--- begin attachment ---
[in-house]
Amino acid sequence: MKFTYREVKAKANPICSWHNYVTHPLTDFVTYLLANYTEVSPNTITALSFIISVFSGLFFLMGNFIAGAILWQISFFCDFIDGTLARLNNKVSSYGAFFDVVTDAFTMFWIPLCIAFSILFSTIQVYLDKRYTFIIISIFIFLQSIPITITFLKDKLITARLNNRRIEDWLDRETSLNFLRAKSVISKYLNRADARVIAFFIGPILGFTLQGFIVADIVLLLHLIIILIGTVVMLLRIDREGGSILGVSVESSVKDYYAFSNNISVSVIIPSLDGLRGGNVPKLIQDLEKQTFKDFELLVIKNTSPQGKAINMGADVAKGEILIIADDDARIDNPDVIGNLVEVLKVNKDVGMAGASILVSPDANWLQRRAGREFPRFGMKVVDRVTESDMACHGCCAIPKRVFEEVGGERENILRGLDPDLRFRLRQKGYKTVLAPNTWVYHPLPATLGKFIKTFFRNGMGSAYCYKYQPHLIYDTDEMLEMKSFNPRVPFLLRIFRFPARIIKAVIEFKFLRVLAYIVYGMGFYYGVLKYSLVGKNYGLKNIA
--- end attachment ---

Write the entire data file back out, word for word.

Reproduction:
[in-house]
Amino acid sequence: MKFTYREVKAKANPICSWHNYVTHPLTDFVTYLLANYTEVSPNTITALSFIISVFSGLFFLMGNFIAGAILWQISFFCDFIDGTLARLNNKVSSYGAFFDVVTDAFTMFWIPLCIAFSILFSTIQVYLDKRYTFIIISIFIFLQSIPITITFLKDKLITARLNNRRIEDWLDRETSLNFLRAKSVISKYLNRADARVIAFFIGPILGFTLQGFIVADIVLLLHLIIILIGTVVMLLRIDREGGSILGVSVESSVKDYYAFSNNISVSVIIPSLDGLRGGNVPKLIQDLEKQTFKDFELLVIKNTSPQGKAINMGADVAKGEILIIADDDARIDNPDVIGNLVEVLKVNKDVGMAGASILVSPDANWLQRRAGREFPRFGMKVVDRVTESDMACHGCCAIPKRVFEEVGGERENILRGLDPDLRFRLRQKGYKTVLAPNTWVYHPLPATLGKFIKTFFRNGMGSAYCYKYQPHLIYDTDEMLEMKSFNPRVPFLLRIFRFPARIIKAVIEFKFLRVLAYIVYGMGFYYGVLKYSLVGKNYGLKNIA